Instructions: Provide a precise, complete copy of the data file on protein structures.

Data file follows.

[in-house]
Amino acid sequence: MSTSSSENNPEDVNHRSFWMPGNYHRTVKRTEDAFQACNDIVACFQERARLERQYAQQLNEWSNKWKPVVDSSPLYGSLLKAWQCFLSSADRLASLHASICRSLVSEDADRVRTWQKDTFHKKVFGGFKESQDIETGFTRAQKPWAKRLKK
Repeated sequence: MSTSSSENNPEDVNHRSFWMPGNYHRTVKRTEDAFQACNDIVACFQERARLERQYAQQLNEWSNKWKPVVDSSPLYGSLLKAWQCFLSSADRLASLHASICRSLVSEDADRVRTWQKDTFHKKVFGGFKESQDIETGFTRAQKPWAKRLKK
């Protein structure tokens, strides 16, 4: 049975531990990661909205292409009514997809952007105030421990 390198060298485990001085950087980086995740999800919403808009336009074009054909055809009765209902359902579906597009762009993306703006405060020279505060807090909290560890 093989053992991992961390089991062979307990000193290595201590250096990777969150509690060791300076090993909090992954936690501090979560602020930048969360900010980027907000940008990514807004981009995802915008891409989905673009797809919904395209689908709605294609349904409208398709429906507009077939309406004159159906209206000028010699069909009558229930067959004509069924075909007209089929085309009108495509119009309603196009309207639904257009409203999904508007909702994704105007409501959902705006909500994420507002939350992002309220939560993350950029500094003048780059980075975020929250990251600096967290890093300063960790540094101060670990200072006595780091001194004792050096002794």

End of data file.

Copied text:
[in-house]
Amino acid sequence: MSTSSSENNPEDVNHRSFWMPGNYHRTVKRTEDAFQACNDIVACFQERARLERQYAQQLNEWSNKWKPVVDSSPLYGSLLKAWQCFLSSADRLASLHASICRSLVSEDADRVRTWQKDTFHKKVFGGFKESQDIETGFTRAQKPWAKRLKK
Repeated sequence: MSTSSSENNPEDVNHRSFWMPGNYHRTVKRTEDAFQACNDIVACFQERARLERQYAQQLNEWSNKWKPVVDSSPLYGSLLKAWQCFLSSADRLASLHASICRSLVSEDADRVRTWQKDTFHKKVFGGFKESQDIETGFTRAQKPWAKRLKK
């Protein structure tokens, strides 16, 4: 049975531990990661909205292409009514997809952007105030421990 390198060298485990001085950087980086995740999800919403808009336009074009054909055809009765209902359902579906597009762009993306703006405060020279505060807090909290560890 093989053992991992961390089991062979307990000193290595201590250096990777969150509690060791300076090993909090992954936690501090979560602020930048969360900010980027907000940008990514807004981009995802915008891409989905673009797809919904395209689908709605294609349904409208398709429906507009077939309406004159159906209206000028010699069909009558229930067959004509069924075909007209089929085309009108495509119009309603196009309207639904257009409203999904508007909702994704105007409501959902705006909500994420507002939350992002309220939560993350950029500094003048780059980075975020929250990251600096967290890093300063960790540094101060670990200072006595780091001194004792050096002794």